Turkish: Sarı yoğurt out, boyalık
Ukrainian: Pidmarennyk spravzhniy (Підмаренник справжній)
Upper Sorbian: Žołty sydrik
Welsh: Briwydd felen
Plant Growth Habit Robust, frost tolerant wild, herbaceous perennial plant
Growing Climates Waste ground, roadsides, near sea, lawns, roadsides, open, disturbed areas, sandy and dry meadows, juniper groves, rocky outcrops, banks, dunes and seashores
Soil Requires a deep, light and rich loamy soil
Plant Size 60–120 centimeters (24–47 in) long
Stem Erect, 4-sided with rounded angles,  densely puberulent,  villosulous, or hirtellous  to  rarely glabrous and smooth, covered in short hairs to varying degrees, rarely hairless
Leaf 1–3 cm (0.39–1.18 in) long and 2 millimetres (0.079 in) broad, shiny dark green, hairy underneath, borne in whorls of 8–12
Flowering season July to August
Flower Yellow in color, and produced in dense clusters, 2–3 mm (0.079–0.118 in) in diameter, pointed, longer than they are wide, with 3 to 5 petals and 4 yellow stamens
Fruit Shape & Size Glossy, glabrous, 0.2 in. (5 mm) wide, black schizocarps often hairy
Fruit Color Black
Propagation By seed and by rhizomes
Taste Astringent, acidulous and bitterish taste
Plant Parts Used Leaves, flowers and whole plant
Available Forms Infusion, fresh juice, ointment
Season August to September
Health Benefits
  • Good for Skin health
  • Throat health
  • Maintain Kidney Health
  • Cures rashes and skin allergies
  • Cure urinary issues
Precautions
  • Avoid use during pregnancy and breastfeeding.

Plant Description

Lady’s bedstraw is a robust, frost tolerant wild, herbaceous perennial plant that normally grows about 60–120 centimeters (24–47 in) tall. The plant is found growing in waste ground, roadsides, near sea, lawns, roadsides, open, disturbed areas, sandy and dry meadows, juniper groves, rocky outcrops, banks, dunes and seashores. The plant requires a deep, light and rich loamy soil. Stem is erect, 4-sided with rounded angles, densely puberulent, villosulous, or hirtellous to rarely glabrous and smooth, covered in short hairs to varying degrees and rarely hairless.

Leaves

The leaves are whorled, very narrow, up to 1–3 cm (0.39–1.18 in) long and 2 millimeters (0.079 in) broad, shiny dark green, hairy underneath, borne in whorls of 8–12.

Flower

Flowers are yellow in color, and produced in dense clusters, 2–3 mm (0.079–0.118 in) in diameter, pointed, longer than they are wide, with 3 to 5 petals and 4 yellow stamens. Flowering normally takes place in between July to August.

Fruit

Fertile flowers give way to glossy, glabrous, 0.2 in. (5 mm) wide, black schizocarps often hairy and bristly clinging to clothes and animal hair. The fruits ripen in August-September. Each fruit contains a single brown seed.

Health benefits of Lady’s Bedstraw

Lady’s Bedstraw is an herb that was, and in some cases still is, widely used in not only medicinal way but also as a part of everyday lives. It is used as an incredible red dye, cheese and milk flavoring and followed by a variety of beliefs and folk stories; Lady’s Bedstraw has been used for thousands of years. Medicinally, it is used for the skin, throat and all the systems of liquids in the body. It doesn’t have a wide range of benefits but what it does, it does deeply and strongly. Listed below are some of the popular health benefits of Lady’s bedstraw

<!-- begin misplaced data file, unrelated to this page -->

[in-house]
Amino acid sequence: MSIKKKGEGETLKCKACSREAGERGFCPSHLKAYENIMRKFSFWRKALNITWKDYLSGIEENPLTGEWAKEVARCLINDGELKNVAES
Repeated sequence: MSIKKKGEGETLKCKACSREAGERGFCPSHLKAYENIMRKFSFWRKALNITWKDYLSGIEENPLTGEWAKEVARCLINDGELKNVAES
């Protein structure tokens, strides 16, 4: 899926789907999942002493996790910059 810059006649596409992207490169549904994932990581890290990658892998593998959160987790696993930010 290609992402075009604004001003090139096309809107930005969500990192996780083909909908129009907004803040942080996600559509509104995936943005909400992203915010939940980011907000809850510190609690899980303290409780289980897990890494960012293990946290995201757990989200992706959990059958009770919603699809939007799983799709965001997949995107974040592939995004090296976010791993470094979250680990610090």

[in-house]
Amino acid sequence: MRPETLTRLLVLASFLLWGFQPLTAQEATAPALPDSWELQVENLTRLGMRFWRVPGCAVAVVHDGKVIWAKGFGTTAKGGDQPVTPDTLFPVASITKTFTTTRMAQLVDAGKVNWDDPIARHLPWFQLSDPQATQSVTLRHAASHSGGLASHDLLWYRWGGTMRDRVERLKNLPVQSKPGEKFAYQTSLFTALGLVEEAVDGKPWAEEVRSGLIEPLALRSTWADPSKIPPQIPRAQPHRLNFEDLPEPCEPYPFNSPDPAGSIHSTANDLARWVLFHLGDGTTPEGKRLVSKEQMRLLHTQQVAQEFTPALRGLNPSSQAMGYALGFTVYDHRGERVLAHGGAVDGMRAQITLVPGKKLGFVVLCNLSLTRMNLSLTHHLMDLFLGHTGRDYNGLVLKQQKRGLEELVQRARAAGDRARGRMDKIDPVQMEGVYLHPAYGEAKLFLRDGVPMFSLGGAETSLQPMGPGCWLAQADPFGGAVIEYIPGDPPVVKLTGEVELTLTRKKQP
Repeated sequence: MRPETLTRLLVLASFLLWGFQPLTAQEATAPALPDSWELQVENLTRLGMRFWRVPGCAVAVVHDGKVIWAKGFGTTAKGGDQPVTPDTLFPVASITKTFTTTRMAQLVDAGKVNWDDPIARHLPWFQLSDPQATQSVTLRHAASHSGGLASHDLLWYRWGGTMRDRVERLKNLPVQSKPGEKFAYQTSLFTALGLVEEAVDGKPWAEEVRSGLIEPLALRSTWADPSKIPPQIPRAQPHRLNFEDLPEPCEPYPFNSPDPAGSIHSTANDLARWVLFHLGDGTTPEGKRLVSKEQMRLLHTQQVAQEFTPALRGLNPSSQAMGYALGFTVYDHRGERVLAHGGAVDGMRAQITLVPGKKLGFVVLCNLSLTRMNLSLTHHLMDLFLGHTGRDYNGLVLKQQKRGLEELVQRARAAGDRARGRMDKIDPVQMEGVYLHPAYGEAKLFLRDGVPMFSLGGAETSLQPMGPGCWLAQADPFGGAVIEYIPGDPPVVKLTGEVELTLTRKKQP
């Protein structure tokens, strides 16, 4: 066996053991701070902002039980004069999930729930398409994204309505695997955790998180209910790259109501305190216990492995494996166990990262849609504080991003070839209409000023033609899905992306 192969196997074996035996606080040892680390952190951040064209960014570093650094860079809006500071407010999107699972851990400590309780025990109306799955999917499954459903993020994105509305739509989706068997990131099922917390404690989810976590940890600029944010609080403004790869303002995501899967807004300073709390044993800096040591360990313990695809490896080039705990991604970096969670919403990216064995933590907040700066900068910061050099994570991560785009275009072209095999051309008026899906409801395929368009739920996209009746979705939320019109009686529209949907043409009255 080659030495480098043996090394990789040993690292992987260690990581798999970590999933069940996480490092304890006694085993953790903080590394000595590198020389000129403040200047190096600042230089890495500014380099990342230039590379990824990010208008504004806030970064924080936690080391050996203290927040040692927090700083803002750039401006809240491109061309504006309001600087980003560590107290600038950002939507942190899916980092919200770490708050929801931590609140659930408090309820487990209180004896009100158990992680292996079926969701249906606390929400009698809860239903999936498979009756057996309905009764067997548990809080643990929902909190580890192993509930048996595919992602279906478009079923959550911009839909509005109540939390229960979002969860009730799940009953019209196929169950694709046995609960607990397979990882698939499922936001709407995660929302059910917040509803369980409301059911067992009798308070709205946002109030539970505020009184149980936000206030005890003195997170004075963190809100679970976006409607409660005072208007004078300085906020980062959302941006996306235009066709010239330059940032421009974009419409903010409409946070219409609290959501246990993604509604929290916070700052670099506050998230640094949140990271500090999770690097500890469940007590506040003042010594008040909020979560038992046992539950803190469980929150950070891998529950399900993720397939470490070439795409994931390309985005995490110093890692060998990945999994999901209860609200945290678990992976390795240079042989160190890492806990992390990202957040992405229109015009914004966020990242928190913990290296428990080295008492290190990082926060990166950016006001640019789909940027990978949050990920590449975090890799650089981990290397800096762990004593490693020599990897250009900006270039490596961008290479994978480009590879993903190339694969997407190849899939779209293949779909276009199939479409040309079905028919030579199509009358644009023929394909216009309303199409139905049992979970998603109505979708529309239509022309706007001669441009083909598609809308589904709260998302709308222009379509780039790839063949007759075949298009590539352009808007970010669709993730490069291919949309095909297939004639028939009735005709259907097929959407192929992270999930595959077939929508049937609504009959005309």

1. Natural Diuretic

Lady’s Bedstraw is considered a successful diuretic. Tea prepared from this herb helps detoxify the liver, kidneys, spleen and pancreas. It is advisable that people suffering from a lymphatic system disorder should drink this herbal tea every day.  It is used as a remedy in gravel, stone, cystitis or urinary disorders. Its diuretic properties help flush out the toxins from your body and along with them, the uric acid which the main cause of pain in gout and arthritis. Lady’s Bedstraw is widely used in folk medicine for treating swollen ankles.

2. Skin health

Lady’s Bedstraw is related with the treatment of many skin-related conditions. The herb helps to solve complaints of slow-healing wounds. When applied topically as a poultice on cuts, skin infections, ringworm, eczema, ulcers, scabies, boils, rashes, psoriasis, allergies, and slow-healing wounds, it calms the skin and reduces inflammation, helping the skin to heal. It also helps in reducing bleeding. Additionally, this tea is also a wonderful face wash and helps to firm up the facial skin, as well as helping with acne and blackheads.

3. Throat health

Lady’s bedstraw is helpful for various problems regarding the throat and the organs close to it. With this intention, you can use it as a tea or as a gargle. It helps with different cancers: skin, tongue and larynx. Thyroid issues, goiter, and vocal cords inflammations also benefit from this herb.

4. Helps Maintain Kidney Health

One of the prime uses of this herb includes improving as well as maintaining the health of kidneys. It helps in dissolving kidney stones and hence at the same time tends to be effective in cleaning it of any toxins.

5. Maintain the health of skin

Extract of this herb when applied topically has been known to be effective in treating issue such as rashes and skin allergies.

6. Cure urinary issues